Standardized fleet.. Jan 26, 2013 11:37:35 GMT -8
Post by compdude787 on Jan 26, 2013 11:37:35 GMT -8
We want a cost effective fleet that is easy to crew and easy to repair. A fleet that has small inventory of spare parts (engines .. rads ) that are sitting ready to be fitted to the vessels that need them.
The thought here was to lower fares by having similar machinery.
The original V and Bs all looked the same and were of the same design.. now we have major nostalgia over them.
BCFC has every conceivable type of ship and classes of ship that have only one ship!
(century for example)
And every engine and equipment make out there.
this may be fun for us to watch and comment on but the cost of the ferries is sucking the life blood out of the islands.
(example Denman island... the elementary school when i left had over 100 students now i think it is at 40.. families can not afford to live on the gulf islands )
And no i don't think the rad barges are the way forward.. they are possibly the most inefficient ships ever. Bending the drive line 90 degrees twice is really a poor way to transmit power to the water. Conventional shafts / diesel electrics/ and Azi pods are the way forward.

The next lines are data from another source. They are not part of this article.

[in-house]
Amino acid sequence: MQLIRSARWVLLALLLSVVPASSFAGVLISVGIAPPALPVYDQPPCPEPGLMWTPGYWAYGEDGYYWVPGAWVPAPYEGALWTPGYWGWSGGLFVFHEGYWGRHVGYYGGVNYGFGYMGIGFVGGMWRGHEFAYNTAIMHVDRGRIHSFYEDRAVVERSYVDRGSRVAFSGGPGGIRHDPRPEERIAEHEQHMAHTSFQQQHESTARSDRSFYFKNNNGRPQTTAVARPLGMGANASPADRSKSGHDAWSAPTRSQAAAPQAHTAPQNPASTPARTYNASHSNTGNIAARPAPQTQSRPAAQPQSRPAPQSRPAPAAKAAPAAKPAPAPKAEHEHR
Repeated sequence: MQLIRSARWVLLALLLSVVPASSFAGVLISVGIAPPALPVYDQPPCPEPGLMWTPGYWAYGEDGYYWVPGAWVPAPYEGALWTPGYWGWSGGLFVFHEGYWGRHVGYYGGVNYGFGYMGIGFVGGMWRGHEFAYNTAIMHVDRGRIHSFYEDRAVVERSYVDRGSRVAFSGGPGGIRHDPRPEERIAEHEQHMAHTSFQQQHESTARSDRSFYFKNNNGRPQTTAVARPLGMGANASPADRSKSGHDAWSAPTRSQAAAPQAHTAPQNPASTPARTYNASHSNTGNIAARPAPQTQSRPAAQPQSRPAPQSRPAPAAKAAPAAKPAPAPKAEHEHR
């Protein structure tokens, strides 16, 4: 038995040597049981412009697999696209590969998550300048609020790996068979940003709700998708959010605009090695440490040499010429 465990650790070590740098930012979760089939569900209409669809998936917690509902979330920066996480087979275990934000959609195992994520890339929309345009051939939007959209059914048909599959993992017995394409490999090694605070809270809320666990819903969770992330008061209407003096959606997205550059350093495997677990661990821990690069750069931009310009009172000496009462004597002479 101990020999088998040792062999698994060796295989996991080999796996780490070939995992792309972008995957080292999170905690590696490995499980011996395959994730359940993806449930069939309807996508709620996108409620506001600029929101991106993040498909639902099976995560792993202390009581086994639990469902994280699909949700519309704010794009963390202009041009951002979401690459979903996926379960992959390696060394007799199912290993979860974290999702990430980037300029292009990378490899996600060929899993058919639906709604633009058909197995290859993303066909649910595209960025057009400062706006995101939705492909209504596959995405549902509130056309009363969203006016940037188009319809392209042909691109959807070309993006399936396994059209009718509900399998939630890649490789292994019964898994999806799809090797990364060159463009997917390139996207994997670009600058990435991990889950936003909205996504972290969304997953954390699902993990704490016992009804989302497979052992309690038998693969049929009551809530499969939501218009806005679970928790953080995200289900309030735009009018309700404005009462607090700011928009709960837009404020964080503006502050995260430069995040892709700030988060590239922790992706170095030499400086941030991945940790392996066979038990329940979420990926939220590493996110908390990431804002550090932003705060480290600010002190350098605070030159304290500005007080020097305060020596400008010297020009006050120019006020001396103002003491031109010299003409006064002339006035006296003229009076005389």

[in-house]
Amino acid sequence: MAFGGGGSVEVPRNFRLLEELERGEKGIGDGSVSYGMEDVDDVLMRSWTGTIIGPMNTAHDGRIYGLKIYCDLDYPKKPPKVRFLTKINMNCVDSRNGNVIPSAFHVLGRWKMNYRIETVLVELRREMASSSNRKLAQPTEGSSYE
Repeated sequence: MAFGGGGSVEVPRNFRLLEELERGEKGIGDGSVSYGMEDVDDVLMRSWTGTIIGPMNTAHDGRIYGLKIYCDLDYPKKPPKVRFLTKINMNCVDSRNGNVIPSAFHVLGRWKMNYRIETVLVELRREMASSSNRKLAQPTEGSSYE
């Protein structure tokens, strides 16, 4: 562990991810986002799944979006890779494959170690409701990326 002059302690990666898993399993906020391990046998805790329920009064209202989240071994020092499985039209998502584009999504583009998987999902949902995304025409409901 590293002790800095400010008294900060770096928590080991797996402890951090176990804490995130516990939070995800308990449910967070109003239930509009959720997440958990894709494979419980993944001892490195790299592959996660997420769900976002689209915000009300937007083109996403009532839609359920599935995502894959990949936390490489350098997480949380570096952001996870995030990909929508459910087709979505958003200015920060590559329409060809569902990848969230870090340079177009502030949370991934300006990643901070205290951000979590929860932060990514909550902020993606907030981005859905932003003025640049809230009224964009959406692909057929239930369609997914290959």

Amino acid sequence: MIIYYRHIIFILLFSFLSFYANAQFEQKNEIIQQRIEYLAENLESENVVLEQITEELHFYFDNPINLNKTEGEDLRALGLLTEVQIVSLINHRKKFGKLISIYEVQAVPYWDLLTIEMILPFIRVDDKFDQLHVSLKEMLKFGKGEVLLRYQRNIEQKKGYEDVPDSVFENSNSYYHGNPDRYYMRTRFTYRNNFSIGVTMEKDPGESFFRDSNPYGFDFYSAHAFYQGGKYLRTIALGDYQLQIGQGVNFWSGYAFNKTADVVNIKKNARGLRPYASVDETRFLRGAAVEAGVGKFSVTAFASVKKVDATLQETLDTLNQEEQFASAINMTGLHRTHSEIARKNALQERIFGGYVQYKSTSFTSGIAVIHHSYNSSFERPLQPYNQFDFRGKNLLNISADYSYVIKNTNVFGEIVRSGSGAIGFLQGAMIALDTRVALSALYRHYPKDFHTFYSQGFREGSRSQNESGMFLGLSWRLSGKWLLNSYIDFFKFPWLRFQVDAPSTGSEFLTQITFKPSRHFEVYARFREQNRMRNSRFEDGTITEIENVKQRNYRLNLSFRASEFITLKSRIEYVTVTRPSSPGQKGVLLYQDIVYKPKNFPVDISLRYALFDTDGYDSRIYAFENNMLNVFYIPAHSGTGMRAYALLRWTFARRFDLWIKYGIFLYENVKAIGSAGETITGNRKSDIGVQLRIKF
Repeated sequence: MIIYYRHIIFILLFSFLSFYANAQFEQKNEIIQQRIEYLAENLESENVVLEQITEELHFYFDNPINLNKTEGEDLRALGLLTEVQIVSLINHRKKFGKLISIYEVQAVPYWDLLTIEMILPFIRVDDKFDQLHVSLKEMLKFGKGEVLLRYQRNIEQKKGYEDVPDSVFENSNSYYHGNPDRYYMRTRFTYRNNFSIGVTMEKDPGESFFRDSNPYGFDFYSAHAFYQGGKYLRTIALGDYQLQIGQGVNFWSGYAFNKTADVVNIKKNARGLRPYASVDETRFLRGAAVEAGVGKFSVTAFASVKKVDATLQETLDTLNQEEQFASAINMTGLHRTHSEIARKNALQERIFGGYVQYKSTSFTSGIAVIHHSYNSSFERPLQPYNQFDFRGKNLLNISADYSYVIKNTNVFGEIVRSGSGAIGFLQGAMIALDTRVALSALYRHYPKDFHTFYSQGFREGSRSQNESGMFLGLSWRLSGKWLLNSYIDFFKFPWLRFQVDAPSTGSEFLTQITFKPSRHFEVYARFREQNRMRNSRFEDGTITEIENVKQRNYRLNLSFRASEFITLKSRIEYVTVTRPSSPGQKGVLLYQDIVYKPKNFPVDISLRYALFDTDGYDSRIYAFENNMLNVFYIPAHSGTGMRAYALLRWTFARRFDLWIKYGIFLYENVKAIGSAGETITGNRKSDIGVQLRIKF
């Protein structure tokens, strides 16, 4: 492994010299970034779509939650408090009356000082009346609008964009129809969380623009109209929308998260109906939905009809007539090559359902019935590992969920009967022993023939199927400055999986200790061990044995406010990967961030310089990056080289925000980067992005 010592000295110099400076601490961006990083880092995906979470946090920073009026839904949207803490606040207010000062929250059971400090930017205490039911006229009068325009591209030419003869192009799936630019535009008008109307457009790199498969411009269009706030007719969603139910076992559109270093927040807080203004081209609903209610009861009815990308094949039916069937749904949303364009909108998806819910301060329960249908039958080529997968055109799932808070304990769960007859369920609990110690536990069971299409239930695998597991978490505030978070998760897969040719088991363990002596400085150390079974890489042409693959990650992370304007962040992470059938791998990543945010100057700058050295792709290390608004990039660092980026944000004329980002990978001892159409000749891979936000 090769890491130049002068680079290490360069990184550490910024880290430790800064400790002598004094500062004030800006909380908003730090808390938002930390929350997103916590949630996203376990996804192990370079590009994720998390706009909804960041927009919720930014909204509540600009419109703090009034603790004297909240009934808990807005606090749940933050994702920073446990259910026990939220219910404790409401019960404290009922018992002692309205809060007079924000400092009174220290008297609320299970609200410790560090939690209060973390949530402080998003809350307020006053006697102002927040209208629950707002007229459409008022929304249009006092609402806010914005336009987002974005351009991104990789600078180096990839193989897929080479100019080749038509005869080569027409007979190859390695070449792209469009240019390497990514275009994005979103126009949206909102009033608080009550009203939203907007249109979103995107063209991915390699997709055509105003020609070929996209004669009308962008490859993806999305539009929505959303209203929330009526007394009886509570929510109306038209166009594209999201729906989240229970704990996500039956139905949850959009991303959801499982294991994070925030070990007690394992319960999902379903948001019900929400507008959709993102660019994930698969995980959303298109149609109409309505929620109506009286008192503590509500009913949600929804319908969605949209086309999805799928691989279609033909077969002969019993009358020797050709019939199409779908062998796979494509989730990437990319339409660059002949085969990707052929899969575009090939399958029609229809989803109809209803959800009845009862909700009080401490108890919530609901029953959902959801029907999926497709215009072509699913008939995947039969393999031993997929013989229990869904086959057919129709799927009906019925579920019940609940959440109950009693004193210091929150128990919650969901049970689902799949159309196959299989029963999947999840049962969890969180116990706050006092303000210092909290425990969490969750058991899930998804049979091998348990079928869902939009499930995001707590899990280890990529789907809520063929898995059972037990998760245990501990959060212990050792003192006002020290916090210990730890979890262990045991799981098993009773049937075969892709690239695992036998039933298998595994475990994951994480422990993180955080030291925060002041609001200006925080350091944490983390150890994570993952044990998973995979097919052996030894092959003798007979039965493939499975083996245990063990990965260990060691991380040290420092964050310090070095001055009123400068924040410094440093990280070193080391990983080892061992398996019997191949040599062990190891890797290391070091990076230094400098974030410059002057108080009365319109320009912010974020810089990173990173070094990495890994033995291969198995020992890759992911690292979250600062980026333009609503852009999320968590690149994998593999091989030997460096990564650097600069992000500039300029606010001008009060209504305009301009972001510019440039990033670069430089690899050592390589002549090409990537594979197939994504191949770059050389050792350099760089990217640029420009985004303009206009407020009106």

It is also vital to not build the cheapest ships but to build the cheapest ships to build AND operate. This means using good equipment and making sure that the life time costs of the vessel are worked out before steel cutting. It is normal for the lifetime costs of the ship to be higher than the build costs.
A good example here is engine efficiency.. if engine X and engine Y are of the same output (Kw. HP, Rpm) but engine X is 3/4 the price you go for engine x right??
No there is more to the equation.. you need to factor in fuel burn, maintenance, rebuild costs and down time. it may be that engine Y is double the purchase cost of X but in 5 years you end up saving money by buying Y.
Agree with you, no more RADs, they're totally not RAD! And make sure vessels of similar size are ALL in the same class, instead of a mish-mash of a bunch of different ferries that are all the same size. For example, with the 70-car ferries, we have the Powell River class, the HSQ, and the Q-Class. That's three different designs for the same capacity ferry!
As for the 30-car ferries, let's see: there's the two T class ferries, the Quadra Queen II, and the K-Class. Again, three different designs for the same car capacity. Sure, it makes sense to have some single-ended, raised-bow ferries for the rougher seas of the northern routes and another class of double ended ferries for routes over calmer seas, but no more than two classes/ designs there.